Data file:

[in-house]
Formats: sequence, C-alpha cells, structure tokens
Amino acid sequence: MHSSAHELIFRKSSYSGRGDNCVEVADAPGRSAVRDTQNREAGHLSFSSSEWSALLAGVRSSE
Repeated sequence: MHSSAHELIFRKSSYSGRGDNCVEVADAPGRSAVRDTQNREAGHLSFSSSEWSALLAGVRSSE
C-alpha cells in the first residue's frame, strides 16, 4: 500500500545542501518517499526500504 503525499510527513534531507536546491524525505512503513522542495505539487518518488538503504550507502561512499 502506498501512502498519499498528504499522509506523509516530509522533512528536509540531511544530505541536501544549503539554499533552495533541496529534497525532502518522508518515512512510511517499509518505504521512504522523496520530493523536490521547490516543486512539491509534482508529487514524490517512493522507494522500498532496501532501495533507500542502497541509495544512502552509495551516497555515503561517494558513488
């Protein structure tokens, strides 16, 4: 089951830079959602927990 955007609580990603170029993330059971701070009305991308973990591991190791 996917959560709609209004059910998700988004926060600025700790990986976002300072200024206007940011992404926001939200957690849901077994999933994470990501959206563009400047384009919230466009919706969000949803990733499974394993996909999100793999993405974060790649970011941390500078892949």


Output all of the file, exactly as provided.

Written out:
[in-house]
Formats: sequence, C-alpha cells, structure tokens
Amino acid sequence: MHSSAHELIFRKSSYSGRGDNCVEVADAPGRSAVRDTQNREAGHLSFSSSEWSALLAGVRSSE
Repeated sequence: MHSSAHELIFRKSSYSGRGDNCVEVADAPGRSAVRDTQNREAGHLSFSSSEWSALLAGVRSSE
C-alpha cells in the first residue's frame, strides 16, 4: 500500500545542501518517499526500504 503525499510527513534531507536546491524525505512503513522542495505539487518518488538503504550507502561512499 502506498501512502498519499498528504499522509506523509516530509522533512528536509540531511544530505541536501544549503539554499533552495533541496529534497525532502518522508518515512512510511517499509518505504521512504522523496520530493523536490521547490516543486512539491509534482508529487514524490517512493522507494522500498532496501532501495533507500542502497541509495544512502552509495551516497555515503561517494558513488
């Protein structure tokens, strides 16, 4: 089951830079959602927990 955007609580990603170029993330059971701070009305991308973990591991190791 996917959560709609209004059910998700988004926060600025700790990986976002300072200024206007940011992404926001939200957690849901077994999933994470990501959206563009400047384009919230466009919706969000949803990733499974394993996909999100793999993405974060790649970011941390500078892949």